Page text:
Virginia Tech fell to UNC in the quarterfinals after a Tar Heel surge in the second half after a heavily back-and-forth game.
The Hokies were the 3-seed in the tournament, and UNC was seeded No. 6. Tech hadn’t played since Feb. 27 heading into the matchup due to issues with COVID-19.
The game started with a 2-pointer from the Tar Heels and Tech answered with Tyrece Radford downing another two. Tech started playing decent defense early, but was unable to find the same consistent success on offensive play. The game started to tilt in favor of the Tar Heels toward the end of the first half. The crowd, although not an excuse for Tech as a seasoned team, was certainly in favor of UNC.
Head coach Mike Young was visibly frustrated with the referee going into halftime. Despite the difficulties the Hokies were facing, Tech led 35-32 at the half. The statistics were close, but still in favor of the Hokies at the end of the first. Tech was shooting free throws at 100% and had a field goal percentage of 47 to the Tar Heels’ 44.
At the opening of the second half, the same narrative of back-and-forth play continued. The momentum continued to build for the Tar Heels and they eventually took the lead. The Hokies began to struggle; they were unable to capitalize on UNC’s fouls at the free throw line. UNC outplayed Tech offensively in the latter of the second to seal Tech's fate. Playing defense is essential to any team's game, but Tech found out that alone is not enough to win a tournament.
The Hokies struggled to capitalize on the Tar Heels fouls at the free throw line and UNC’s momentum continued. With 5:48 left in the second, UNC held a 10-point lead of 66 – 56 and there was not enough time for Tech to come back. The final from Greensboro was 81 – 73 in favor of the Tar Heels.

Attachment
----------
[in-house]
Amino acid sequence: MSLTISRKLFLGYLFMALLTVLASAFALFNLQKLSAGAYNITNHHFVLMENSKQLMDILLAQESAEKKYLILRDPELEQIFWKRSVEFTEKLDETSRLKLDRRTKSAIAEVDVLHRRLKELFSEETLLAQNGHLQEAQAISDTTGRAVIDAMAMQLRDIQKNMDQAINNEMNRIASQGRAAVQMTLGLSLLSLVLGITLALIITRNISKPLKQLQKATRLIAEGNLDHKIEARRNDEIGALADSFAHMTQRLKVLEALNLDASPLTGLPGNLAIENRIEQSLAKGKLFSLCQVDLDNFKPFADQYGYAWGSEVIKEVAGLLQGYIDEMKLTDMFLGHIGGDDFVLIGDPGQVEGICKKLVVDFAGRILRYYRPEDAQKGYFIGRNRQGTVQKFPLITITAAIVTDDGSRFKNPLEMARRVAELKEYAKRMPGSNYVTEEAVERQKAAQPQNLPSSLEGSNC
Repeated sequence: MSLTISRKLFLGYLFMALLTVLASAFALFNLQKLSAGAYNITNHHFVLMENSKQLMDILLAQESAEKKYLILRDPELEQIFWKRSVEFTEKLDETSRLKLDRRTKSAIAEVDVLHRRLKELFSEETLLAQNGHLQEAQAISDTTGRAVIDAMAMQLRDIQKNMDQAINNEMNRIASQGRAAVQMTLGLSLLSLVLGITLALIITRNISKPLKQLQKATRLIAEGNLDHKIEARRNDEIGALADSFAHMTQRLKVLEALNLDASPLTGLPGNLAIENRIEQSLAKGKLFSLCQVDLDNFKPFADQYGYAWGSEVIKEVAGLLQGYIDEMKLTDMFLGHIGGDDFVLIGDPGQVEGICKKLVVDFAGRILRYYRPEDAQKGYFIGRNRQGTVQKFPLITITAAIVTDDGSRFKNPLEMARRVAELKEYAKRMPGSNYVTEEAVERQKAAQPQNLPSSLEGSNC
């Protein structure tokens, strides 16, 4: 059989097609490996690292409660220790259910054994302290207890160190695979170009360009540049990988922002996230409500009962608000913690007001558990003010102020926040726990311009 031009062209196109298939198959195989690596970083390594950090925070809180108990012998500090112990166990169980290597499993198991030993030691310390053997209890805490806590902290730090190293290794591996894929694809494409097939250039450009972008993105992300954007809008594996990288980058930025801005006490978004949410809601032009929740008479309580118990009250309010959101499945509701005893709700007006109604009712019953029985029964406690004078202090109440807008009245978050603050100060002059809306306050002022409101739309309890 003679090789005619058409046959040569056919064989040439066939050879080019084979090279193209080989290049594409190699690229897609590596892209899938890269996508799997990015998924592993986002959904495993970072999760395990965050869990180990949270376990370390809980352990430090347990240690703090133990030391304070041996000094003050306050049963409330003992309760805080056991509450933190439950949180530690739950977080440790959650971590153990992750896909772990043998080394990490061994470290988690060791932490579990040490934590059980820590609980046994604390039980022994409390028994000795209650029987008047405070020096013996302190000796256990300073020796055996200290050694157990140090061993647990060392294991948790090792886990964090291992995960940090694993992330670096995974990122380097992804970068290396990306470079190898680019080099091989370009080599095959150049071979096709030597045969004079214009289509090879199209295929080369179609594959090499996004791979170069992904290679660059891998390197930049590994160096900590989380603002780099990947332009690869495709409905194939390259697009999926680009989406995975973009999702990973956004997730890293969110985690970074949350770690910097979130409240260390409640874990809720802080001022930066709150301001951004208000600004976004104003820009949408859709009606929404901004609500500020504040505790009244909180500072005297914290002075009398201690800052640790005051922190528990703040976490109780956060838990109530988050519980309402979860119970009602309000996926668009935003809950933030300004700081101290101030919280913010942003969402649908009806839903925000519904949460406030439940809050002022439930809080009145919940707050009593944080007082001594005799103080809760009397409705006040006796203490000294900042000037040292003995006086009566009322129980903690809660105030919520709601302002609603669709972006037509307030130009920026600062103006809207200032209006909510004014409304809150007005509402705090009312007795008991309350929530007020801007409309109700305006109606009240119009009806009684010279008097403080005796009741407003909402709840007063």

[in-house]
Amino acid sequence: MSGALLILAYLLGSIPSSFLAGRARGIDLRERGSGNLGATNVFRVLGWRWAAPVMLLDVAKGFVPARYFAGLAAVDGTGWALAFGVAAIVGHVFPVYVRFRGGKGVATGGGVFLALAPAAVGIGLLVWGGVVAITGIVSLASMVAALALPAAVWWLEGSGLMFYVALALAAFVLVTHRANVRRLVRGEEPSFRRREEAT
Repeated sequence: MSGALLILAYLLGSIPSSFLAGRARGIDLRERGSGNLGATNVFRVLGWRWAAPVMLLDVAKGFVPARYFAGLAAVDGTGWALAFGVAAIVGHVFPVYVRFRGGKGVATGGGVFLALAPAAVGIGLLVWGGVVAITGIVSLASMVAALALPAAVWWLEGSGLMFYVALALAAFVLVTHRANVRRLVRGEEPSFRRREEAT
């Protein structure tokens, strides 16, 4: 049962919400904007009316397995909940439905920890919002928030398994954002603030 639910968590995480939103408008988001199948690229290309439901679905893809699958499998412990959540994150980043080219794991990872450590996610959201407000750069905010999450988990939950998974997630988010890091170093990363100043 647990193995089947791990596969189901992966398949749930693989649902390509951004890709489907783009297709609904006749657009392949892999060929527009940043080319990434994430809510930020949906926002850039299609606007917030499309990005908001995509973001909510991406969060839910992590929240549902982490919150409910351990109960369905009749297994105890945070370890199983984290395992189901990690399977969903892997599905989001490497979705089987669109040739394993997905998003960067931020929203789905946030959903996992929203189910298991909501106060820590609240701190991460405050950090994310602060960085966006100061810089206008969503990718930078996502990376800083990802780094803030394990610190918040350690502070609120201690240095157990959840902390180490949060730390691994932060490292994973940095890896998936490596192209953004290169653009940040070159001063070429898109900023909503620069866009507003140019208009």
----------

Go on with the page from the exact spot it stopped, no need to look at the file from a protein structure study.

Justyn Mutts was the star for the Hokies on the court, seemingly the only player with energy for the entirety of the game. Mutts was the top point scorer for the Hokies with 38, was strong on rebounds and downed a couple of dunks for the Hokies. He was the main player holding the team together.
Keve Aluma, who has been the main headline for Tech this season, was not present on the court for the Hokies. His low scoring undoubtedly affected the outcome for the Hokies, as they needed their entire team to be available against UNC, who had a strong performance in the second round of the ACC tournament against Notre Dame.
Coach Young was not entirely unhappy with the performance of his team.
“We didn’t play bad tonight,” Young said. “We did not play a poor basketball game. Just not quite good enough against a North Carolina team that’s playing well.”
Neither Wabissa Bede or Mutts pointed to the teams break in play as a source of their inability to take down the Tar Heels.
“I don’t want to blame the loss on the pause,” Bede said. “I think we were very capable of winning the game.”
“I think we were able to stay in good shape throughout the break . . . I feel like everybody had their legs out there,” Mutts said. “I don’t really know what happened.”
Although the Hokies saw their ACC tournament run end much earlier than they had hoped, they are looking ahead to the promising possibility of playing in March Madness.
“Our sadness will be replaced with sheer joy here real soon when I find out what we’re doing on Sunday,” Young said.
It’s disappointing to see Tech's tournament run end abruptly after what was such a strong season for the team. Although UNC was the more skilled team during the matchup, the Hokies put up a fight and kept up with the Tar Heels for a majority of the game. Tech's loss can be partially attributed to its low stamina during play, allowing UNC to take advantage of the momentum they garnered during the second. The Hokies look ahead to Selection Sunday to find the fate of their season.